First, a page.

(Bloomberg) -- US Supreme Court justices questioned the legality of stiff penalties the federal government says it can impose on people who fail to file required reports listing their foreign bank accounts.

Hearing arguments in a case with special resonance for Americans living abroad, the justices tested the Biden administration’s interpretation of a law the government says deters money laundering and tax evasion.

The 75-minute session, briefly interrupted at the beginning by three abortion-rights protesters, didn’t give a clear indication as to the outcome. 

But some justices voiced concerns about unwitting taxpayers being hit with hefty penalties. Justice Samuel Alito pointed to contentions that “many, many people” with foreign bank accounts are unaware of the law and Treasury Department regulations.

“And if they’re aware of it, they’re pretty hard to parse,” Alito said. 

Americans Abroad Dump Citizenship to Escape Offshore Tax Law

The court is hearing an appeal from Alexandru Bittner, a businessman assessed a $2.72 million penalty under the Bank Secrecy Act for not filing timely reports for five years when he was living in Romania. Bittner contends the maximum fine is $50,000.

The law, which applies to US citizens and residents, authorizes penalties of as much as $10,000 for unintentional violations.

The Internal Revenue Service concluded that Bittner violated the law 272 times, once for each account that was not reported in each of those five years. Bittner says he violated the law at most five times, once for each annual report he failed to file.

Bittner, who is a dual US-Romanian citizen, was required to file a form known an FBAR during the 2007-2011 period at issue in the case. 

‘Quite the Burden’

Justice Ketanji Brown Jackson said the government’s position penalized people for putting their their money in multiple accounts. 

“You’re extracting different penalties from them for this purpose, based on this totally lawful behavior,” she told a Justice Department lawyer. “It seems to me to make more sense that Congress was talking about wanting to just know who was doing this kind of thing, for the purpose of this statute.”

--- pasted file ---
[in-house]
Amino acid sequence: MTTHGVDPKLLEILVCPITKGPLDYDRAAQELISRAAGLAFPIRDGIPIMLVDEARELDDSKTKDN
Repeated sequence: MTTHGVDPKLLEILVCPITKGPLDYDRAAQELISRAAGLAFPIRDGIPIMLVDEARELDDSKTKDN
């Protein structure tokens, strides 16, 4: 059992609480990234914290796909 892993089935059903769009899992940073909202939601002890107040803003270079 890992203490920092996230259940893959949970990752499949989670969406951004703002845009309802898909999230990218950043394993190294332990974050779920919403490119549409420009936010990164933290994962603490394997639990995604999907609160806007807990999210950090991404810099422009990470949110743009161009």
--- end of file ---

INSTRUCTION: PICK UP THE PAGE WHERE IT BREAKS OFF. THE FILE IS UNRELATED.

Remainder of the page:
Justice Department lawyer Matthew Guarnieri argued that “each time a US person maintains an account with a foreign bank, that relationship is a matter of distinct concern to the United States.”

Guarnieri also pointed to a provision that shields people from fines if a violation was due to “reasonable cause” -- a safeguard he said might apply in some instances when people weren’t aware of their obligations.

Bittner’s lawyer, Daniel Geyser, said even the threat of fines could force people to spend money on lawyers. 

“That is quite the burden on the average person, especially with the cudgel of per-account penalties hanging over their head if they lose,” he said. “Anyone with 10 or 20 accounts could be facing massive fines.”

Giving Up Citizenship

The New Orleans-based 5th US Circuit Court of Appeals sided with the government in Bittner’s case, but another federal appeals court reached the opposite conclusion. The US Chamber of Commerce is taking Bittner’s side, saying the 5th Circuit decision permits far steeper penalties than Congress intended.

Tax compliance issues for Americans living abroad have increased in the past decade, pushing many Americans to give up their passports. Congress added another set of paperwork starting in 2014 with the Foreign Account Tax Compliance Act.

The U.S. and Eritrea are the only two countries in the world that tax people based on citizenship, rather than where they live. The result of all the compliance hurdles has meant that many Americans living abroad have trouble accessing bank accounts, mortgages and other financial services because institutions don’t want the hassle of dealing with the US bureaucracy.

Thousands of people now give up their US citizenship each year, up from the couple hundred that used to do so a decade ago before the FATCA law went into effect. 

The case is Bittner v. United States, 21-1195.

--With assistance from Laura Davison and Aysha Bagchi.

(Updates with lawyers’ arguments starting in 12th paragraph.)

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